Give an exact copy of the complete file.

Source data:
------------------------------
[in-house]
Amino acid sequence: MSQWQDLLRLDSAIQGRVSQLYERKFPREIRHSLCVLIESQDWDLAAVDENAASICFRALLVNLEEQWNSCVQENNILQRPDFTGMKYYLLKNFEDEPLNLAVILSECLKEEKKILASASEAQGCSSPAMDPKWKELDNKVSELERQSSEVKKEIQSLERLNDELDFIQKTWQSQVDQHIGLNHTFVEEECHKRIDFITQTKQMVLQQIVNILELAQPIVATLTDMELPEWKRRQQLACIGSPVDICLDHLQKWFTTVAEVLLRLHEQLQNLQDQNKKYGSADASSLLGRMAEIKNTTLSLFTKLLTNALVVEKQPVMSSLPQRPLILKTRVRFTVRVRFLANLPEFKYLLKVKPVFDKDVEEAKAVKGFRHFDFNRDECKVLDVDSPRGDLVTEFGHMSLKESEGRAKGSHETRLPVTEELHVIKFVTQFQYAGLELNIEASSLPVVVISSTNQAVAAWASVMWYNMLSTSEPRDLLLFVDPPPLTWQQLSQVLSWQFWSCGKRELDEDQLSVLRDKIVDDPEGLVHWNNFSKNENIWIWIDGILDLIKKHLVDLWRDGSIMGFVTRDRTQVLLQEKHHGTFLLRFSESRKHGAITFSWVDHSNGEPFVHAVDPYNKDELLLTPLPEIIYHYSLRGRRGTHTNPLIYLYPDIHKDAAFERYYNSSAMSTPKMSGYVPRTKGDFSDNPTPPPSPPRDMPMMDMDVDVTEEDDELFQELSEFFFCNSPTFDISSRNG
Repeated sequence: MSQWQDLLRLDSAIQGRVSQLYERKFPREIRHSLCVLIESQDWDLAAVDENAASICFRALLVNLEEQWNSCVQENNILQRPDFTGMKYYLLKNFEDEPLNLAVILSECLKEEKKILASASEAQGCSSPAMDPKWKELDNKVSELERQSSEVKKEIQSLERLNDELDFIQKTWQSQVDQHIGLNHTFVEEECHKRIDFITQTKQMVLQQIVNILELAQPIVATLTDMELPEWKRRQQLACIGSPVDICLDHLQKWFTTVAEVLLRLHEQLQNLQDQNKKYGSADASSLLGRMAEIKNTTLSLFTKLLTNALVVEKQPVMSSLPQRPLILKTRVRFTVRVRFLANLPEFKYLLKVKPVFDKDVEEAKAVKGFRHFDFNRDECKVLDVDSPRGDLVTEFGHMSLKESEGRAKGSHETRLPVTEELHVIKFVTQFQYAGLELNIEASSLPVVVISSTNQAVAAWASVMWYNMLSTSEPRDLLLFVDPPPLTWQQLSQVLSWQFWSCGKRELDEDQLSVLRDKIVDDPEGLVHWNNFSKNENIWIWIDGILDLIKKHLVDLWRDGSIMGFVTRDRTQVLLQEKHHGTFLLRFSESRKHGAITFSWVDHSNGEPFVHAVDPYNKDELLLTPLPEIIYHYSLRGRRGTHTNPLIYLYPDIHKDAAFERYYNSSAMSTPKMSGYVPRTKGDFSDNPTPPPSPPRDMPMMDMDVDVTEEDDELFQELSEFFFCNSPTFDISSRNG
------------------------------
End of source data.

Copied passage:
[in-house]
Amino acid sequence: MSQWQDLLRLDSAIQGRVSQLYERKFPREIRHSLCVLIESQDWDLAAVDENAASICFRALLVNLEEQWNSCVQENNILQRPDFTGMKYYLLKNFEDEPLNLAVILSECLKEEKKILASASEAQGCSSPAMDPKWKELDNKVSELERQSSEVKKEIQSLERLNDELDFIQKTWQSQVDQHIGLNHTFVEEECHKRIDFITQTKQMVLQQIVNILELAQPIVATLTDMELPEWKRRQQLACIGSPVDICLDHLQKWFTTVAEVLLRLHEQLQNLQDQNKKYGSADASSLLGRMAEIKNTTLSLFTKLLTNALVVEKQPVMSSLPQRPLILKTRVRFTVRVRFLANLPEFKYLLKVKPVFDKDVEEAKAVKGFRHFDFNRDECKVLDVDSPRGDLVTEFGHMSLKESEGRAKGSHETRLPVTEELHVIKFVTQFQYAGLELNIEASSLPVVVISSTNQAVAAWASVMWYNMLSTSEPRDLLLFVDPPPLTWQQLSQVLSWQFWSCGKRELDEDQLSVLRDKIVDDPEGLVHWNNFSKNENIWIWIDGILDLIKKHLVDLWRDGSIMGFVTRDRTQVLLQEKHHGTFLLRFSESRKHGAITFSWVDHSNGEPFVHAVDPYNKDELLLTPLPEIIYHYSLRGRRGTHTNPLIYLYPDIHKDAAFERYYNSSAMSTPKMSGYVPRTKGDFSDNPTPPPSPPRDMPMMDMDVDVTEEDDELFQELSEFFFCNSPTFDISSRNG
Repeated sequence: MSQWQDLLRLDSAIQGRVSQLYERKFPREIRHSLCVLIESQDWDLAAVDENAASICFRALLVNLEEQWNSCVQENNILQRPDFTGMKYYLLKNFEDEPLNLAVILSECLKEEKKILASASEAQGCSSPAMDPKWKELDNKVSELERQSSEVKKEIQSLERLNDELDFIQKTWQSQVDQHIGLNHTFVEEECHKRIDFITQTKQMVLQQIVNILELAQPIVATLTDMELPEWKRRQQLACIGSPVDICLDHLQKWFTTVAEVLLRLHEQLQNLQDQNKKYGSADASSLLGRMAEIKNTTLSLFTKLLTNALVVEKQPVMSSLPQRPLILKTRVRFTVRVRFLANLPEFKYLLKVKPVFDKDVEEAKAVKGFRHFDFNRDECKVLDVDSPRGDLVTEFGHMSLKESEGRAKGSHETRLPVTEELHVIKFVTQFQYAGLELNIEASSLPVVVISSTNQAVAAWASVMWYNMLSTSEPRDLLLFVDPPPLTWQQLSQVLSWQFWSCGKRELDEDQLSVLRDKIVDDPEGLVHWNNFSKNENIWIWIDGILDLIKKHLVDLWRDGSIMGFVTRDRTQVLLQEKHHGTFLLRFSESRKHGAITFSWVDHSNGEPFVHAVDPYNKDELLLTPLPEIIYHYSLRGRRGTHTNPLIYLYPDIHKDAAFERYYNSSAMSTPKMSGYVPRTKGDFSDNPTPPPSPPRDMPMMDMDVDVTEEDDELFQELSEFFFCNSPTFDISSRNG